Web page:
Despite extensive evidence of senescence, the decline in performance with age, in wild populations, the drivers ofindividual variation in senescence patternsare still unresolved. In this thesis,I study how early-life environmental, genetic and transgenerational effects contribute to individual variation in senescence patterns, using telomere dynamics,ina wild population ofEuropean badgers (Meles meles).I discovered that telomere length forms a complex relationship with age,withboth decreases and increases in telomere length that cannot be fully explained by measurement error. Telomere length was not sex-specific, but early-life telomere length predicts survival to adulthood (>1 year old) and lifespan. Within-individual changes in telomere length could be due to age-related changesin leukocyte cell composition in response to social conditions. While variation in (early-life)telomere length was associatedwith the abundance and variation in food availability, andnatal but not adultsocial conditions, I found no evidence for heritability of telomere length or transgenerationaleffects, through parental age at conceptioneffects. Additionally, individuals experiencingmatching early-and later-life conditions had longer lifespans,even though there was only moderate autocorrelation in environmental quality, but this also depended on the mean environmental qualityacross adulthood. Ialsodeveloped a novel approach to the analysis of long-term studies, termed slicing, which overcomes problems with confounding effects and cross-classified data structures.My research shows that individual variation in telomere length and senescence is a consequence of early-life environmental, not genetic or transgenerational, effects in European badgers. In addition, I show the potential for adaptive responses in anticipation of the adult environment and the importance ofstudying both the mean of and variability in early-life conditions to fully understand the selective pressures on senescence.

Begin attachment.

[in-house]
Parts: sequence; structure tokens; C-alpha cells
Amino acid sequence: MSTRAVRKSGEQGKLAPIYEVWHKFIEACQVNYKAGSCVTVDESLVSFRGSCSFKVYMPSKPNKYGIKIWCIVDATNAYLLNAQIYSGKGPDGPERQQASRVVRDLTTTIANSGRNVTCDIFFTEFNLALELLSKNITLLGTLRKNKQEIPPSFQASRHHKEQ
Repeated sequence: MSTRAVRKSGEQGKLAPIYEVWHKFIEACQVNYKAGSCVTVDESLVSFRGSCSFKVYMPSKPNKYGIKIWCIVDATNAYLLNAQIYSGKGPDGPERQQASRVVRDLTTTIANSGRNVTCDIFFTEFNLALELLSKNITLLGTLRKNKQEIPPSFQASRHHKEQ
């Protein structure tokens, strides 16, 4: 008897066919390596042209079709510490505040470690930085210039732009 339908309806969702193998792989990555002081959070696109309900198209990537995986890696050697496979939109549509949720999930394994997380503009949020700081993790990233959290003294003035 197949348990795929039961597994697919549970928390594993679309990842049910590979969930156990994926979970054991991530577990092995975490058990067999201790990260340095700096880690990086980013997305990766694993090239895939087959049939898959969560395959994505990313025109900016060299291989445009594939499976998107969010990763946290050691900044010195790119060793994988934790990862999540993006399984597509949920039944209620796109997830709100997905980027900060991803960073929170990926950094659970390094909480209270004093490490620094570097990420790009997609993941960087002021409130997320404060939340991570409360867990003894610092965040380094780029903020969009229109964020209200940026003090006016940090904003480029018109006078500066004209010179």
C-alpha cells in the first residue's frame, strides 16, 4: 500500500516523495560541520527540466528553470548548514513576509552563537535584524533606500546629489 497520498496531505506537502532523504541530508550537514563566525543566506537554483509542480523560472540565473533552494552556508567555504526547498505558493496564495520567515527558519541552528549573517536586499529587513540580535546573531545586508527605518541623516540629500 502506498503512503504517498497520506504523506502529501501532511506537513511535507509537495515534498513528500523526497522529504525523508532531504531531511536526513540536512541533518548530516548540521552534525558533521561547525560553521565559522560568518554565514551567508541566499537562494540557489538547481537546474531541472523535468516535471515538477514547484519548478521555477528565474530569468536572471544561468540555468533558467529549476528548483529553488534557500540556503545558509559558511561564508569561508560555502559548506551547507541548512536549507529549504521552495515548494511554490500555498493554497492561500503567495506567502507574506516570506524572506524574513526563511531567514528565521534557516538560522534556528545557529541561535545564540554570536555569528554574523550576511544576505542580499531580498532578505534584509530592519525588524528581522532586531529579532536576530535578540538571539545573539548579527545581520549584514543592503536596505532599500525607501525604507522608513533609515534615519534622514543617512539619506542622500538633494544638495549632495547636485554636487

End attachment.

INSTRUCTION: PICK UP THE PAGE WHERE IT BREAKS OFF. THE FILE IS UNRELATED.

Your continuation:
|Status||Published - 2020|